php|tek 2011 Jun 27, 2011

php|tek 2011 Speaker Chicago - May 24-27 php|tek in Chicago was fun as always. It is the best PHP conference I have ever been to, which makes sense, given that it is focused solely on PHP and surrounding technologies. The best thing about the conference is the community feeling in general. You get a real sense that everyone there really cares about PHP and is heavily invested in it, which is good for moving the whole language and ecosystem forward.

I myself gave two talks - one about Stackbox CMS, a new CMS project I have been working on, and one about Apppcelerator Titanium Mobile since I have been working with it a lot lately. The presentations are embedded below.

Android+iPhone SEO App Apr 13, 2011

I just released a new iPhone SEO app and Android SEO app called SEMTab SEO Pro. The basic idea is to keep a list of domains saved, and check SEO/SEM stats like Google PageRank (PR), backlinks, Alexa rank, etc. and Social share information from Twitter...

Protected vs Private Scope: Arrogance, Fear, and Handcuffs Apr 4, 2011

The age old private vs protected debate has been re-ignited in the PHP community recently following the decision of Doctrine2 and Symfony2 to make all class methods private until there is a very clear and proven reason to change them to protected or...

Self Employed Mar 22, 2011

This post comes with a bit of a delay, as it is already three months into the year, but as of January 2011, I have been full time self-employed. I made the difficult decision to voluntarily leave an excellent job with Company52 at the beginning of...

MySQL Error: 1033 Incorrect information in file Mar 2, 2011

I recently encountered this error on Disposeamail - a free disposable email site of mine that uses MySQL heavily for storing all incoming mail through an email pipe script.

I did a lot of researching, and basically, there are a few primary culprits I was able to identify that will hopefully save you some time.

Listing Aliases Inside an Android Keystore File With Keytool Dec 29, 2010

If you lose or forget your Android keystore file alias that is used to build APK files for distribution (like I did when trying to package Autoridge Lite for the Android Market), here is a quick and easy way to see them:

  1. Open a Terminal Window, Run This Command:

    keytool -list -keystore /location/of/your/com.example.keystore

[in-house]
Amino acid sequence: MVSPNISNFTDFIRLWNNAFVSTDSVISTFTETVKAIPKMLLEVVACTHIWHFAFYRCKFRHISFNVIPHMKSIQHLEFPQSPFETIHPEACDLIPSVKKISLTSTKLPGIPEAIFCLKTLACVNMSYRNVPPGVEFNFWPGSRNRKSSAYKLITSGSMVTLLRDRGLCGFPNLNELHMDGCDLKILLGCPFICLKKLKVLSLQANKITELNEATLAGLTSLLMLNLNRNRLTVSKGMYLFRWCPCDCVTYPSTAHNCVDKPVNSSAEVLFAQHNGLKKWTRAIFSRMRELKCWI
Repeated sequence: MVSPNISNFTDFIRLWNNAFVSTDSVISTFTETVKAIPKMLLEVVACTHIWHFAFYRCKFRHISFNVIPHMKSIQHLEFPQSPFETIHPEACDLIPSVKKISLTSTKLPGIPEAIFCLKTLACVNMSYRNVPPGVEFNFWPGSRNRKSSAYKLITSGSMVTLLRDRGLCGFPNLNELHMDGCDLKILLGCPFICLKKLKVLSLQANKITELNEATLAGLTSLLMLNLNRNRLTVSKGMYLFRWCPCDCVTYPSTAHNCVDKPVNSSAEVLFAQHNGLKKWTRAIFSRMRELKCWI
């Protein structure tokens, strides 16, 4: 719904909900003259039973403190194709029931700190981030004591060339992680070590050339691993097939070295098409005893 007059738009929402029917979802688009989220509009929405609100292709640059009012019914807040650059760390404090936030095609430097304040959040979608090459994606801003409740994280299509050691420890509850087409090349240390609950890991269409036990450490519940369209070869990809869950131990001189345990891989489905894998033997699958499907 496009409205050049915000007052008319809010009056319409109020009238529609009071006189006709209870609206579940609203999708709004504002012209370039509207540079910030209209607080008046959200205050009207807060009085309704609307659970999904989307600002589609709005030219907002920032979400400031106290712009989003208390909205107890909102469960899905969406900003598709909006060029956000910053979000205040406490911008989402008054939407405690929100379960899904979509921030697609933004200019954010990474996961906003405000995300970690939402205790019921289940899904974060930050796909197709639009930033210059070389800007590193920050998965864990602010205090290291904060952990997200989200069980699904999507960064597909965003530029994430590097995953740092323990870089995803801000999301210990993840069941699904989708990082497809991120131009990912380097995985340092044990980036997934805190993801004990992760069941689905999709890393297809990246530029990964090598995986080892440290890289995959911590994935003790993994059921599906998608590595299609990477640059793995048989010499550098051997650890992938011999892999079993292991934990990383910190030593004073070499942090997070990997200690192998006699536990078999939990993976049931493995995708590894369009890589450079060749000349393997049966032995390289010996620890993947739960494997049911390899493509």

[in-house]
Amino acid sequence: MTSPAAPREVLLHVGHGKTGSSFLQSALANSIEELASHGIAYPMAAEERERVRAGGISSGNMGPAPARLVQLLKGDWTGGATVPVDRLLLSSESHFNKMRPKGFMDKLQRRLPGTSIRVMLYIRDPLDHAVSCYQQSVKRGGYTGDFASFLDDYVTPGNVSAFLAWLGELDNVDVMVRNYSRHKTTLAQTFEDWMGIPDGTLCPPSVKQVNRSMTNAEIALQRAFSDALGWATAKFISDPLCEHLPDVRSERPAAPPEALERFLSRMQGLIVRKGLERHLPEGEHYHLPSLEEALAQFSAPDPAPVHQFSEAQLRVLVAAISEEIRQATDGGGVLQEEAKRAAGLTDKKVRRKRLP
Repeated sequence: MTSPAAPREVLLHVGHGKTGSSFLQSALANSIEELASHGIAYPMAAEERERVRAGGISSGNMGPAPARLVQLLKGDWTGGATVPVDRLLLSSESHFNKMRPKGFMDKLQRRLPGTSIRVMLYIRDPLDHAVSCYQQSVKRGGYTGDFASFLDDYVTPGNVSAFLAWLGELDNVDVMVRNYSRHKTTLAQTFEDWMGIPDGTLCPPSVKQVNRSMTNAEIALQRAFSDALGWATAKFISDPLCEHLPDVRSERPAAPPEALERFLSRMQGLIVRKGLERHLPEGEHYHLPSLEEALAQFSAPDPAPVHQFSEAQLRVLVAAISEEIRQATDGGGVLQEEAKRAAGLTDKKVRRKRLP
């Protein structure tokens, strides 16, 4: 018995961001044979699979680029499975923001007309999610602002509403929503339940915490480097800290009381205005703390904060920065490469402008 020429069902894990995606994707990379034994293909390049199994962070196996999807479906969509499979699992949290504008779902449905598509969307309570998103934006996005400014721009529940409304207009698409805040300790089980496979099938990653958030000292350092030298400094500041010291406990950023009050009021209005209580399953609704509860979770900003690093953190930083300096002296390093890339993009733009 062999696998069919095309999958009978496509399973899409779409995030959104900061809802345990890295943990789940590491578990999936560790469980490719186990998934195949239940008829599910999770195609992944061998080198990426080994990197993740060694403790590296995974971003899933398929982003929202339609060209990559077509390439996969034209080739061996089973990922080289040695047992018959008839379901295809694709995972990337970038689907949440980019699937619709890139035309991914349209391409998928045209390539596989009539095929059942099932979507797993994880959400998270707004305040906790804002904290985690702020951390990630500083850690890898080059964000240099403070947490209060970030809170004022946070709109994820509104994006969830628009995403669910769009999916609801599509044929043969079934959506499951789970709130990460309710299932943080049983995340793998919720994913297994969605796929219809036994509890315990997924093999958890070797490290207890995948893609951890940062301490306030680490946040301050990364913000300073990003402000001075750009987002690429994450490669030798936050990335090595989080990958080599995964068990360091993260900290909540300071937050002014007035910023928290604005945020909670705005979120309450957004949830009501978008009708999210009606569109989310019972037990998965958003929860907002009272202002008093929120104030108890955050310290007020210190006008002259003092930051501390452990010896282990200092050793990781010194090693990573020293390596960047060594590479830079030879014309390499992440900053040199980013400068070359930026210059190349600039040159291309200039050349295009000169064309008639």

Make sure “keytool” is either in your PATH, or “cd” into the “tools” directory where your Android SDK files are.

  2. Enter your keystore password when prompted (you didn’t forget that too, did you? Did you?)

  3. See results! You should see something like the picture below if you did everything right. The alias is circled in yellow. If you have multiple aliases in your keystore, they will all be listed, one per line.

Zero to App in Two Weeks with Titanium Dec 27, 2010

Like any web developer who has been sitting on the sidelines watching this mobile explosion happen in front of my eyes, I was eager to find a way to jump in. Up until about a month ago, I was still evaluating various different mobile development platforms...

Practical Uses for PHP 5.3 Closures Oct 19, 2010

Closures are a new language-level feature that has been added to php 5.3, along with namespaces, late static binding, and a slew of other new features, patches, and updates. If you’re like me, you might be wondering what the practical uses for these new features are before you can rightly justify diving in and using them in new or existing projects. I experimented a lot with closures and possible uses over the past few weeks, and came up with some compelling reasons to start using them.

MongoDB Gotchas Jul 7, 2010

Most developers are coming from a background with relational database-specific experience, and then trying out some new NoSQL databases like MongoDB. Here are some “gotchas” I ran into while using MongoDB with my MySQL hat still on.

NoSQL First Impressions: Object Databases Missed the Boat Apr 27, 2010

I’ve spent the past few weeks here at work researching and playing with NoSQL databases (and especially MongoDB) for a new feature we’re developing that doesn’t easily fit into a relational model. And so far, I really like what I see. The profoundness...